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Plants stringy ...

Discussion in 'Advanced Strategies and Fertilization' started by quenton, May 9, 2006.

  1. quenton

    quenton Guru Class Expert

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    I have noticed that since adding CO2 and using EI (couple of months now) that the length of the main stems (bunch plants) seem to be longer between the whorls of leafs. As if the "growing fast" grows the stems faster, grows nice leaves, but does not start new leaves fast enough.

    Is the normal? Am I maybe low on something? :confused:
     
  2. a1matt

    a1matt Prolific Poster

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    Re: Plants stringy ...

    I remember reading in practical fishkeeping magazine back in the 80's that the level of light can affect the distance between sets of leaves on stem plants. Sadly my memory isn't too good so I can't remember the details. I *think* it was along the lines of...

    more light = less space between whorls
    less light = more space
     
  3. quenton

    quenton Guru Class Expert

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    Re: Plants stringy ...

    The 80s -- Hm. Might to be too bad ;)
    When I got back into planted (as opposed to SW) 6 months ago, I pulled out some of my old books -- from the 60s. One of the key debates was wether or not to ever change any water -- with most on the side of never change, just top-it-up -- "I have had my tank for 10 years and never changed a drop!!" being the kind of phrase. Lighting? incandescent mostly, flourescent was better if you could afford it -- one strip light would do just about anything. Times and ideas change :D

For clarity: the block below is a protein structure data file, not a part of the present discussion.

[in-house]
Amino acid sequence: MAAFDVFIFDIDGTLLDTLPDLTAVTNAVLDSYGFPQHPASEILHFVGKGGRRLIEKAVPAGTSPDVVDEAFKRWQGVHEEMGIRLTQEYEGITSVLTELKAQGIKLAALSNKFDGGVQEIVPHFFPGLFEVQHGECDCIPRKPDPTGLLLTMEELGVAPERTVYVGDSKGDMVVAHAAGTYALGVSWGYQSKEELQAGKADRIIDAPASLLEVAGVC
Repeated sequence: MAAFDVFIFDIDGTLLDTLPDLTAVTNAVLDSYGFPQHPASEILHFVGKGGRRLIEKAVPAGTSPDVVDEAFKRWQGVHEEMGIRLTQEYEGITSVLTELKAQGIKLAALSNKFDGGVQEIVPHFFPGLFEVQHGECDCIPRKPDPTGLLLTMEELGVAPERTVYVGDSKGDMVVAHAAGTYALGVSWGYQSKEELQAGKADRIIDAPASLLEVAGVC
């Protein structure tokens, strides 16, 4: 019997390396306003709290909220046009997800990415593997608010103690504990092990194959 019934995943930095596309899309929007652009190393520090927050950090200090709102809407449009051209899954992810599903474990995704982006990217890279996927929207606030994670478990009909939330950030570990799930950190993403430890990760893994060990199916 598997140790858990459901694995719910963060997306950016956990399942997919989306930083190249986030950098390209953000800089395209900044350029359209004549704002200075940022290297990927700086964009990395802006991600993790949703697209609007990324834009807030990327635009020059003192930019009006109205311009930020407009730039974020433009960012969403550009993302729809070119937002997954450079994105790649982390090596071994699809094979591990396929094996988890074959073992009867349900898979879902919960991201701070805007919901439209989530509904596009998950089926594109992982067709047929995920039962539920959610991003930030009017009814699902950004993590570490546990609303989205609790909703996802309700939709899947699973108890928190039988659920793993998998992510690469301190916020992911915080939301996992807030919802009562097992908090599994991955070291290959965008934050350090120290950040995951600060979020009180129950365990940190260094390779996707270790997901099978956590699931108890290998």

I currently have on my 65g 4 old 40w flourescents (old fixtures, not old bulbs). That is getting up to 2.5w to 3w per g. I can't get any more there, so will be looking into some dual fixtures in the near future and that will let me increase it. Thanks for the thoughts.
     
  4. a1matt

    a1matt Prolific Poster

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    Re: Plants stringy ...

    I couldn't agree more! That's why I made sure to quote my reference as being 20 years old :gw
     
  5. Tom Barr

    Tom Barr Founder
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    Re: Plants stringy ...

    Back then they seldom used CO2, so the non CO2 method was correct for them back then as it is today.

    When you add CO2, nutrients, the rate of growth increases dramatically. Roughly 10X.

    Light has less to do with it.
    Good nuttrients all around and trimming can produce shorter internodes, among other things: low CO2, PO4 limitations will reduce the internode growth to some degree.

    I'd just trim well and also say which plants are doing this and what light system you have.

    Regards,
    Tom Barr
     
  6. quenton

    quenton Guru Class Expert

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    Re: Plants stringy ...

    Thanks for the reply tom.

    Nothing fancy in plants -- some red ludwigia and some hygrophila polysperma, and some cabomba being the ones showing the long internode stems.

    I also have swords, some crypts -- they of course cannot show that :)

    My lighting is 4 40w 48" floruescents in half decent white reflectors (I bought them as aquarium strip lights about 15 years ago, and updated the balasts to self-start). The lights are 2 philips sunshines and 2 philips daylight bulbs, not sure of the K, I think the daylights are 6500 or 6700.

    I want to gradually replace those strip lights because they are huge, heavy and single-bulb per fixture -- but that will be over the next year or so.
     
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